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Epicatechin (EC), one of the building blocks of procyanidins
Cyanidin, the anthocyanidin produced when procyanidin are depolymerized under oxidative conditions

Procyanidins are members of the proanthocyanidin (or condensed tannins) class of flavonoids. They are oligomeric compounds, formed from catechin and epicatechin molecules. They yield cyanidin when depolymerized under oxidative conditions.

Distribution in plants[edit]

Procyanidins, including the lesser bioactive / bioavailable polymers (4 or more catechines) represent a group of condensed flavan-3-ols that can be found in many plants, most notably apples, maritime pine bark, cinnamon, aronia fruit, cocoa beans, grape seed, grape skin,[1] and red wines of Vitis vinifera (the common grape). However, bilberry, cranberry, black currant, green tea, black tea, and other plants also contain these flavonoids. Cocoa beans contain the highest concentrations.[2] Procyanidins can also be isolated from Quercus petraea and Q. robur heartwood (wine barrel oaks).[3] Açaí oil, obtained from the fruit of the açaí palm (Euterpe oleracea), is rich in numerous procyanidin oligomers.[4]

Apples contain on average per serving about eight times the amount of procyanidin found in wine, with some of the highest amounts found in the Red Delicious and Granny Smith varieties.[5]

A patented extract of maritime pine bark called Pycnogenol bears 65-75 percent procyanidins (procyanidins).[6] Thus a 100 mg serving would contain 65 to 75 mg of procyanidins.

The seed testas of field beans (Vicia faba) contain procyanidins[7] that affect the digestibility in piglets[8] and could have an inhibitory activity on enzymes.[9] Cistus salviifolius also contains oligomeric procyanidins.[10]


Condensed tannins can be characterised by a number of techniques including depolymerisation, asymmetric flow field flow fractionation or small-angle X-ray scattering.[4]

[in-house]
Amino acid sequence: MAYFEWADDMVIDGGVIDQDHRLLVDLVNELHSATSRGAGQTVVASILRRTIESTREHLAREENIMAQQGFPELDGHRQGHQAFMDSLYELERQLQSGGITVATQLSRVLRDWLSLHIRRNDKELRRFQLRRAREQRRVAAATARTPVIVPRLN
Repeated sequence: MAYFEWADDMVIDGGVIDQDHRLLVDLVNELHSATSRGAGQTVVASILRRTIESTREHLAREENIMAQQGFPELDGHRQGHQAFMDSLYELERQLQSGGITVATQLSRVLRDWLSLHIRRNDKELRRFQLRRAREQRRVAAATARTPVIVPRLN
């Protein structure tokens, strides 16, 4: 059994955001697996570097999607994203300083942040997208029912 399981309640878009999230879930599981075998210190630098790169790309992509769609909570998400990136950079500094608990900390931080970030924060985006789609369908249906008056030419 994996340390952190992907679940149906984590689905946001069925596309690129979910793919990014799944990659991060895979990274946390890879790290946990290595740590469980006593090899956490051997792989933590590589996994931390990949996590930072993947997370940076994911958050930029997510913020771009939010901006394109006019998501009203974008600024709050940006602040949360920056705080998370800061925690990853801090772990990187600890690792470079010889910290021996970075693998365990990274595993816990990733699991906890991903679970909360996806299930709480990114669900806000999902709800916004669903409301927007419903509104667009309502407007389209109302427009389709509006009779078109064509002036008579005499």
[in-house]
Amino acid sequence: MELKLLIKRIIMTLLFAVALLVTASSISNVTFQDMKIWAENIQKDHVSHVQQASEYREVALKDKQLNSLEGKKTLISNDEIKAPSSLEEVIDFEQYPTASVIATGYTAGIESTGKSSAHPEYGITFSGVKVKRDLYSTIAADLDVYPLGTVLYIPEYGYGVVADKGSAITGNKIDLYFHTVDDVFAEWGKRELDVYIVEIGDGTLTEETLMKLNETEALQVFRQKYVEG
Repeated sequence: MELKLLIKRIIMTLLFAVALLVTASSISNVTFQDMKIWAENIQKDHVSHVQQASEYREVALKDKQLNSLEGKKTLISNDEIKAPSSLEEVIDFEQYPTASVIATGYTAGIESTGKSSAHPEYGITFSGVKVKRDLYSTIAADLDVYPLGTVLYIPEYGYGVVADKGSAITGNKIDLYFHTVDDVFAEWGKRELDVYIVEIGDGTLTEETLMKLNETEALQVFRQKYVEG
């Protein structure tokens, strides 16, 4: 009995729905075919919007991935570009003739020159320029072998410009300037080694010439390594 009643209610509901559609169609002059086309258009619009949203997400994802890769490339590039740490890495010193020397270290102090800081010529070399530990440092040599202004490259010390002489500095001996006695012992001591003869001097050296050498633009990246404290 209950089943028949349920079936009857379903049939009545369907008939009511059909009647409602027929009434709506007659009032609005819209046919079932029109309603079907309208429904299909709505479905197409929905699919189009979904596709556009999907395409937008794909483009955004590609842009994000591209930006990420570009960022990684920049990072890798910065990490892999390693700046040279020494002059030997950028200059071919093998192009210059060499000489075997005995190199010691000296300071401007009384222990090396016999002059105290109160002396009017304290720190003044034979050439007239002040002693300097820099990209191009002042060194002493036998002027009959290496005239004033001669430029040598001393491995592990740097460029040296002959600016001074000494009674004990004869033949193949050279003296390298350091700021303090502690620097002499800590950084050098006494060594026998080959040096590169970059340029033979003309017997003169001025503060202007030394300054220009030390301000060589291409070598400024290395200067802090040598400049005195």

DMACA is a dye that is particularly useful for localization of procyanidin compounds in plant histology. The use of the reagent results in blue staining.[11] It can also be used to titrate procyanidins.

Total phenols (or antioxidant effect) can be measured using the Folin-Ciocalteu reaction. Results are typically expressed as gallic acid equivalents (GAE).

Procyanidins from field beans (Vicia faba)[12] or barley[13] have been estimated using the vanillin-HCl method, resulting in a red color of the test in the presence of catechin or proanthcyanidins.

Procyanidins can be titrated using the Procyanidolic Index (also called the Bates-Smith Assay). It is a testing method that measures the change in color when the product is mixed with certain chemicals. The greater the color changes, the higher the PCOs content is. However, the Procyanidolic Index is a relative value that can measure well over 100. Unfortunately, a Procyanidolic Index of 95 was erroneously taken to mean 95% PCO by some and began appearing on the labels of finished products. All current methods of analysis suggest that the actual PCO content of these products is much lower than 95%.[14]

An improved colorimetric test, called the Porter Assay or butanol-HCl-iron method, is the most common PCO assay currently in use.[15] The unit of measurement of the Porter Assay is the PVU (Porter Value Unit). The Porter Assay is a chemical test to help determine the potency of procyanidin containing compounds, such as grape seed extract. It is an acid hydrolysis, which splits larger chain units (dimers and trimers) into single unit monomers and oxidizes them. This leads to a colour change, which can be measured using a spectrophotometer. The greater the absorbance at a certain wavelength of light, the greater the potency. Ranges for grape seed extract are from 25 PVU for low grade material to over 300 for premium grape seed extracts.[16]